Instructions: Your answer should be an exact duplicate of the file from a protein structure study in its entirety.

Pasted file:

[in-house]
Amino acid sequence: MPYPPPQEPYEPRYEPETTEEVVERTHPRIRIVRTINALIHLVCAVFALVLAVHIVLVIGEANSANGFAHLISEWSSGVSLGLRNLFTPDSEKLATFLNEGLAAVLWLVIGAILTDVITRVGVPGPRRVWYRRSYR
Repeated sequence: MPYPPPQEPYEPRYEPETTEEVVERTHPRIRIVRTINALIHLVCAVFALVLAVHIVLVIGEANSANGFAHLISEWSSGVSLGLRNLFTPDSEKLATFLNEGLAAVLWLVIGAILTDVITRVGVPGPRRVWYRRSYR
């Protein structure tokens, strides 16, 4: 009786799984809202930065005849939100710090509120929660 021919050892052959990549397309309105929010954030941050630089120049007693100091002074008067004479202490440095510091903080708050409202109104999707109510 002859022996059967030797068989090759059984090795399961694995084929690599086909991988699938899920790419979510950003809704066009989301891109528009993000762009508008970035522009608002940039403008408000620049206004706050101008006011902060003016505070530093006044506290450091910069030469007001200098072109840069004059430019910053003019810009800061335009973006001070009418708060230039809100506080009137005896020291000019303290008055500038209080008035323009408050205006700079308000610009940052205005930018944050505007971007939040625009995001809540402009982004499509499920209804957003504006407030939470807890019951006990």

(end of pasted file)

[in-house]
Amino acid sequence: MPYPPPQEPYEPRYEPETTEEVVERTHPRIRIVRTINALIHLVCAVFALVLAVHIVLVIGEANSANGFAHLISEWSSGVSLGLRNLFTPDSEKLATFLNEGLAAVLWLVIGAILTDVITRVGVPGPRRVWYRRSYR
Repeated sequence: MPYPPPQEPYEPRYEPETTEEVVERTHPRIRIVRTINALIHLVCAVFALVLAVHIVLVIGEANSANGFAHLISEWSSGVSLGLRNLFTPDSEKLATFLNEGLAAVLWLVIGAILTDVITRVGVPGPRRVWYRRSYR
């Protein structure tokens, strides 16, 4: 009786799984809202930065005849939100710090509120929660 021919050892052959990549397309309105929010954030941050630089120049007693100091002074008067004479202490440095510091903080708050409202109104999707109510 002859022996059967030797068989090759059984090795399961694995084929690599086909991988699938899920790419979510950003809704066009989301891109528009993000762009508008970035522009608002940039403008408000620049206004706050101008006011902060003016505070530093006044506290450091910069030469007001200098072109840069004059430019910053003019810009800061335009973006001070009418708060230039809100506080009137005896020291000019303290008055500038209080008035323009408050205006700079308000610009940052205005930018944050505007971007939040625009995001809540402009982004499509499920209804957003504006407030939470807890019951006990």